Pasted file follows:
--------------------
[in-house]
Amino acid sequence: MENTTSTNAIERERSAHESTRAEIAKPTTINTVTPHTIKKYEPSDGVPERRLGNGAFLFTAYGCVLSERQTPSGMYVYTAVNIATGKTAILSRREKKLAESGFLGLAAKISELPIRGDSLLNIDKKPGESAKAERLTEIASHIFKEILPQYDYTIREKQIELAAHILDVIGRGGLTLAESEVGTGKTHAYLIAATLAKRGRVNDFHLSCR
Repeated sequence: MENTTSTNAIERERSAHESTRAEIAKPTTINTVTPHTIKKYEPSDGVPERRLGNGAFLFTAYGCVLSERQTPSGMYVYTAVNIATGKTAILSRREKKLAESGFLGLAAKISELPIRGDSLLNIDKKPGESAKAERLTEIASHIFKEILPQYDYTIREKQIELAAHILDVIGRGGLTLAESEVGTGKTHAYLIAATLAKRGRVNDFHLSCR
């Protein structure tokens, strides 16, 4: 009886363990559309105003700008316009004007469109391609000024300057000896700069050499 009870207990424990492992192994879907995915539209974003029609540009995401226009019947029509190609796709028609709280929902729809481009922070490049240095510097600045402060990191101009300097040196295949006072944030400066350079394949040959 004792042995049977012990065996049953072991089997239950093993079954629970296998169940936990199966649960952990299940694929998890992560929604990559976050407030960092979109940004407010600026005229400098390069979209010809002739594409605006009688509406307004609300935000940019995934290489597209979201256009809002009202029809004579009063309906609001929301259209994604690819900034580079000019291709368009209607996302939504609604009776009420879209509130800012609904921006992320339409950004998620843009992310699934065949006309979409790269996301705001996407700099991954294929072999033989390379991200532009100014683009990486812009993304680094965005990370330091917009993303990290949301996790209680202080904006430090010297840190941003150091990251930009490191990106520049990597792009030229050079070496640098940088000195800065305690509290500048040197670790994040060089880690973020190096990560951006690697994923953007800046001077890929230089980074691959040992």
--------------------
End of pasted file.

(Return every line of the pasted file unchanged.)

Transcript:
[in-house]
Amino acid sequence: MENTTSTNAIERERSAHESTRAEIAKPTTINTVTPHTIKKYEPSDGVPERRLGNGAFLFTAYGCVLSERQTPSGMYVYTAVNIATGKTAILSRREKKLAESGFLGLAAKISELPIRGDSLLNIDKKPGESAKAERLTEIASHIFKEILPQYDYTIREKQIELAAHILDVIGRGGLTLAESEVGTGKTHAYLIAATLAKRGRVNDFHLSCR
Repeated sequence: MENTTSTNAIERERSAHESTRAEIAKPTTINTVTPHTIKKYEPSDGVPERRLGNGAFLFTAYGCVLSERQTPSGMYVYTAVNIATGKTAILSRREKKLAESGFLGLAAKISELPIRGDSLLNIDKKPGESAKAERLTEIASHIFKEILPQYDYTIREKQIELAAHILDVIGRGGLTLAESEVGTGKTHAYLIAATLAKRGRVNDFHLSCR
């Protein structure tokens, strides 16, 4: 009886363990559309105003700008316009004007469109391609000024300057000896700069050499 009870207990424990492992192994879907995915539209974003029609540009995401226009019947029509190609796709028609709280929902729809481009922070490049240095510097600045402060990191101009300097040196295949006072944030400066350079394949040959 004792042995049977012990065996049953072991089997239950093993079954629970296998169940936990199966649960952990299940694929998890992560929604990559976050407030960092979109940004407010600026005229400098390069979209010809002739594409605006009688509406307004609300935000940019995934290489597209979201256009809002009202029809004579009063309906609001929301259209994604690819900034580079000019291709368009209607996302939504609604009776009420879209509130800012609904921006992320339409950004998620843009992310699934065949006309979409790269996301705001996407700099991954294929072999033989390379991200532009100014683009990486812009993304680094965005990370330091917009993303990290949301996790209680202080904006430090010297840190941003150091990251930009490191990106520049990597792009030229050079070496640098940088000195800065305690509290500048040197670790994040060089880690973020190096990560951006690697994923953007800046001077890929230089980074691959040992």